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‘Life shocks’ increase risk of falling into problem debt

Coping strategies such as borrowing money or relying on sick pay aren’t working

People who experienced a life event such as birth, death, relationship breakdown, illness, caring responsibilities or fluctuating employment in the past two years are three times more likely to be in problem debt than those who did not, a survey shows.

The research from debt charity StepChange reveals around 23 million people have experienced a life shock in their household in the past two years. 

Currently three million people are in problem debt in Great Britain, with another 9.8 million showing signs of financial distress.

In 2018, seven in every 10 people who came to StepChange for advice said the primary reason they had got into problem debt was because of a life event or shock.

The charity has called for a rethink of the mechanisms to protect against and manage the financial consequences of life events.

The YouGov survey found the more life events people experienced, the more likely they were to be in debt.

People rely on a wide range of coping strategies to try to avoid debt when they experience life events, such as applying for benefits; borrowing money from family and friends; using credit cards, overdrafts or high-cost credit; relying on statutory pay (suck as sick or maternity pay); and cutting back on expenditure.

The research reveals that the more coping strategies people use, the more likely they are to be in difficulty. For example, among those using five or more of the commonly used strategies, 32% were in problem debt – four times as high as the 8% among those using two coping strategies, and just 1% for those using none.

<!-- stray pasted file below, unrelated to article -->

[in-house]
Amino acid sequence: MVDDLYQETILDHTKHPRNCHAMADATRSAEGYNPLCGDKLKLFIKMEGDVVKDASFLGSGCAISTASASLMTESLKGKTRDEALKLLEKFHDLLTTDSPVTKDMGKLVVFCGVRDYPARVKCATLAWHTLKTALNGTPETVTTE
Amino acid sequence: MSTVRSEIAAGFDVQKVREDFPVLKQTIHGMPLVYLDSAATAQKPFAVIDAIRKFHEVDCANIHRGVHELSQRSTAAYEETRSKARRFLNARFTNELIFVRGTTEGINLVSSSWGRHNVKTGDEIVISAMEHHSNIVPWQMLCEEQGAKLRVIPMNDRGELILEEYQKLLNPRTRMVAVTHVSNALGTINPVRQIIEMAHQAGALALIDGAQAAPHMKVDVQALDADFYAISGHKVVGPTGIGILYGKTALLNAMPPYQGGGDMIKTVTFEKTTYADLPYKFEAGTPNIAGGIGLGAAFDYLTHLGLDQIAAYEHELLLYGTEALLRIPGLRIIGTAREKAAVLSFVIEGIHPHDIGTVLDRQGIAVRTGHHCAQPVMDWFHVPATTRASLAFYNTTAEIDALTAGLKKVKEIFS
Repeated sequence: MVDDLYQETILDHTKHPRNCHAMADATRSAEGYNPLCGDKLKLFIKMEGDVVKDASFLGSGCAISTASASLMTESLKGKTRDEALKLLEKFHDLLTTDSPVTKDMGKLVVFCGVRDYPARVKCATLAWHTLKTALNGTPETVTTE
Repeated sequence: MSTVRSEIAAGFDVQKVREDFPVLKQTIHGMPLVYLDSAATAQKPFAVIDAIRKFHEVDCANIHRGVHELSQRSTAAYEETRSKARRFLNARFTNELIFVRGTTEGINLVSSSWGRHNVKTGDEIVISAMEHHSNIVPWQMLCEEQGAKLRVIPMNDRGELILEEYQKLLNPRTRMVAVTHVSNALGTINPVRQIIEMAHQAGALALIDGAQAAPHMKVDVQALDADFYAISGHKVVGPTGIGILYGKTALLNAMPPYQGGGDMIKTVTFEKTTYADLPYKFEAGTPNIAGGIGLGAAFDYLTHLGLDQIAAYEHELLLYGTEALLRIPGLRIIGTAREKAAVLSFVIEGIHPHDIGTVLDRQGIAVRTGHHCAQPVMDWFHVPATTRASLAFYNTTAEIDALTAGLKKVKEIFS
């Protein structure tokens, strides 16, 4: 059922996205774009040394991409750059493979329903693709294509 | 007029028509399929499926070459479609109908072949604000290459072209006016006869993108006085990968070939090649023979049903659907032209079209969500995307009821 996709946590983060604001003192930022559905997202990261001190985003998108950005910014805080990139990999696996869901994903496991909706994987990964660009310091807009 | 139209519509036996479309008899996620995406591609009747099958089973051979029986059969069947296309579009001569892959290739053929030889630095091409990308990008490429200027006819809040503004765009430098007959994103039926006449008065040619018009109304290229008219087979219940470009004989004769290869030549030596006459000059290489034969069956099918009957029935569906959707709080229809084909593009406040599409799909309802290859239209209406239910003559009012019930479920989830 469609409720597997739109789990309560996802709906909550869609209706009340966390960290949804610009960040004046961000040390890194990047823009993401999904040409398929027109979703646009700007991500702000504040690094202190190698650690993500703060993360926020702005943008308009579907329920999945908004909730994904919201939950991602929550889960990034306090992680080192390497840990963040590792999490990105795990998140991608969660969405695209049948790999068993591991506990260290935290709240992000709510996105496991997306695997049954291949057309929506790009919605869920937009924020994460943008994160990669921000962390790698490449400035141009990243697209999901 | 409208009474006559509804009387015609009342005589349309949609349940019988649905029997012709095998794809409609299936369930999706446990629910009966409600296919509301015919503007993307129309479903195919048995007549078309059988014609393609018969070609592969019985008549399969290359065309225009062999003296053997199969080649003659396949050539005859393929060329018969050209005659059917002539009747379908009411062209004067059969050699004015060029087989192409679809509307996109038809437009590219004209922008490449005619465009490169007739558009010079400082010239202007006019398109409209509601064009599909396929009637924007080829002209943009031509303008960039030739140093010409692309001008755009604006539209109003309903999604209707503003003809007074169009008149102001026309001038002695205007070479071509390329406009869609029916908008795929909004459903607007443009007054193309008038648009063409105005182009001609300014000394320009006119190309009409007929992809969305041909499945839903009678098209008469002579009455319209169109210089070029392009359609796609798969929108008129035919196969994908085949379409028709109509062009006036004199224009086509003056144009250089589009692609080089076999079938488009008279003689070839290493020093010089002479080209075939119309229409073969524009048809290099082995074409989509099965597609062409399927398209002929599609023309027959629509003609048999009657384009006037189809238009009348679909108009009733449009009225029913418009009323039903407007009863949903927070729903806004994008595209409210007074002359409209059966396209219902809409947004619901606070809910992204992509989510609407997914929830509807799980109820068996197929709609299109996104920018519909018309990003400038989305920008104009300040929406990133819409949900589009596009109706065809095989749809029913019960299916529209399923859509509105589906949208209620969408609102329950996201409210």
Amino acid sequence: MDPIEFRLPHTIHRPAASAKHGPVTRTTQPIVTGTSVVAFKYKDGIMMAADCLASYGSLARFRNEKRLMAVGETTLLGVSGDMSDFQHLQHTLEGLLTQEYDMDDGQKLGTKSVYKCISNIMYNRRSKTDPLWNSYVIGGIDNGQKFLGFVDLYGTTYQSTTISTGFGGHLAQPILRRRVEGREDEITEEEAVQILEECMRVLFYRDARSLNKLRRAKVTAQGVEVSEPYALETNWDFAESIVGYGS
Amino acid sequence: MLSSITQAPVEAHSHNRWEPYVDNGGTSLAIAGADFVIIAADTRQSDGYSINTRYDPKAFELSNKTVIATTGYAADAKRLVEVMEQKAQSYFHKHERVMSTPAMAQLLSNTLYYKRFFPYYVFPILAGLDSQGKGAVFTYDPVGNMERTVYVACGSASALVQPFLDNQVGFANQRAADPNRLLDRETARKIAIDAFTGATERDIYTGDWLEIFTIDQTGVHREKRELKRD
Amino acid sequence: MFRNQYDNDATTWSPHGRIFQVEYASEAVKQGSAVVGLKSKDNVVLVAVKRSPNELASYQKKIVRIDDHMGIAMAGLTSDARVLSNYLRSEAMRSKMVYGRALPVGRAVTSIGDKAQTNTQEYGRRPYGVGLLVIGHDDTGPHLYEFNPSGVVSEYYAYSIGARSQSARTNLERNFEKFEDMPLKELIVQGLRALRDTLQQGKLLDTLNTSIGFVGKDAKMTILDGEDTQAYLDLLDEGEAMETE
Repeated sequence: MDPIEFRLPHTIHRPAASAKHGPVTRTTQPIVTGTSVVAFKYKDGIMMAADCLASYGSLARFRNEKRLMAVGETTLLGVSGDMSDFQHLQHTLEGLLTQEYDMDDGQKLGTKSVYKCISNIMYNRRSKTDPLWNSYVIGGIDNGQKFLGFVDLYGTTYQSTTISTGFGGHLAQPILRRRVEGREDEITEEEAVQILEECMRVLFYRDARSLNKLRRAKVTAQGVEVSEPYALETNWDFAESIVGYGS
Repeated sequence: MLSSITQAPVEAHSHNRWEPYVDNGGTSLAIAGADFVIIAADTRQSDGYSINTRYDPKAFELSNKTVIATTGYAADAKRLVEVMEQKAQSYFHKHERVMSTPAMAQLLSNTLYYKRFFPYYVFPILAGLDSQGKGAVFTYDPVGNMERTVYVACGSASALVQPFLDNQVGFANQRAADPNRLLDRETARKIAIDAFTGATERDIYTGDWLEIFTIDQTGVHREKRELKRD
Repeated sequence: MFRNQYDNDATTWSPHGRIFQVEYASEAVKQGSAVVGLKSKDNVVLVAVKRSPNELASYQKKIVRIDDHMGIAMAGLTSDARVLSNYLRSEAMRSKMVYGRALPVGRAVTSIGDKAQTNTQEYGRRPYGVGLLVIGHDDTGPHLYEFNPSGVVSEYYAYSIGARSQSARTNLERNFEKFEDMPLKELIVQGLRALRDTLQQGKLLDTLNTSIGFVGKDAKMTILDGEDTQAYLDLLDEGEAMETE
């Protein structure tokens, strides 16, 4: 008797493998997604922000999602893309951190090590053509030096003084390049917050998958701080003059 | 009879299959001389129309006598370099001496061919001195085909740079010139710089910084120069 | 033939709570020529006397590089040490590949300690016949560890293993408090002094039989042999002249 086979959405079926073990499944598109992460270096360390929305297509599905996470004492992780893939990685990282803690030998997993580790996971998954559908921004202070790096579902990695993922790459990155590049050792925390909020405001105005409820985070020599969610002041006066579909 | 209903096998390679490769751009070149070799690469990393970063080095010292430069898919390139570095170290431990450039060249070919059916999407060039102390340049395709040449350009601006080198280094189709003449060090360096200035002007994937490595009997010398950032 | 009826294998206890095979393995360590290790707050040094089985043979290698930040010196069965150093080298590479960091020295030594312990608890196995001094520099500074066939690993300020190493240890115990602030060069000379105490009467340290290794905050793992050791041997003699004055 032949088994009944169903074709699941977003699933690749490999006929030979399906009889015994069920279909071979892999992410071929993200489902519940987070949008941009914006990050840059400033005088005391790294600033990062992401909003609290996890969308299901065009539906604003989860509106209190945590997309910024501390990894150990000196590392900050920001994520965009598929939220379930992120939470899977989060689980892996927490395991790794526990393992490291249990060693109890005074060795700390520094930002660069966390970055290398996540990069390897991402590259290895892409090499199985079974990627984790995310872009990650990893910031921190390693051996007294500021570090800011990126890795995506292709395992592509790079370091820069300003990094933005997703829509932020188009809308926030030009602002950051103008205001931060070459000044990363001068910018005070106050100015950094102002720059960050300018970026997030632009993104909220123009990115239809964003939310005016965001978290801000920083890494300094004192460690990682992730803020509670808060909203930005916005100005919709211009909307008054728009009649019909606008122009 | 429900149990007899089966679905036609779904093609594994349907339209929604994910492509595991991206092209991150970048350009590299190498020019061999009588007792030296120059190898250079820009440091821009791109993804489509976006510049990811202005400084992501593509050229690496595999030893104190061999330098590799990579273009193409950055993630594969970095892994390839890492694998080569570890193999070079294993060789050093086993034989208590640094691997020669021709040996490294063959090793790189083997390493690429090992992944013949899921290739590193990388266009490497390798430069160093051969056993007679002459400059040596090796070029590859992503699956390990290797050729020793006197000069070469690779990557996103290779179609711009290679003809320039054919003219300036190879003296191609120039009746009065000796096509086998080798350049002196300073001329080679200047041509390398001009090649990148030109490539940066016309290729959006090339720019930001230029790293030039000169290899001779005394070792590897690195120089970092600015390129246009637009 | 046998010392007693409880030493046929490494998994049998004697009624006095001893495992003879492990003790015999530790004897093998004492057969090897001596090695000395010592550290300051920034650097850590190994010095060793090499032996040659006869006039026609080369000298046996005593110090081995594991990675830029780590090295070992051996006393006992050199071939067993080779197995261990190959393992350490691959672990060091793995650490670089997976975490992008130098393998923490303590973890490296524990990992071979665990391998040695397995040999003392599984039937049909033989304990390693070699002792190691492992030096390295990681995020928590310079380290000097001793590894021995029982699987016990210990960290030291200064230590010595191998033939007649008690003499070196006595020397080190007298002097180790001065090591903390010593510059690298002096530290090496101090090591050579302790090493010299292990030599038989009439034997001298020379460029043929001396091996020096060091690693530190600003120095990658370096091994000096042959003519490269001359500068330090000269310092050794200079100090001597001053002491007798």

The charity said the findings raise questions about the effectiveness of the welfare system as a safety net, but also suggest that businesses, creditors and employers all need to do more to build in more financial resilience to their products and processes.

StepChange chief executive Phil Andrew argued that the current mechanisms are proving ineffective in keeping people out of financial harm when life events happen to them.

“The scale of the problem demands a coordinated approach. We know that many people, even those who are in work, are finding it hard to build up any level of protection against these common life shocks,” he said. “We need policymakers to prioritise this issue and we want to work with them, and others, to identify how support can be improved to break the link between life shocks and problem debt.”

Becky O’Connor, personal finance specialist at Royal London, warned that life can be full of knocks which can have a massive impact on our finances.

“Given that for most of us, life will not always be a bed of roses, it’s a good idea to expect the worst when it comes to finances and prepare – as much as you can – accordingly,” she advised.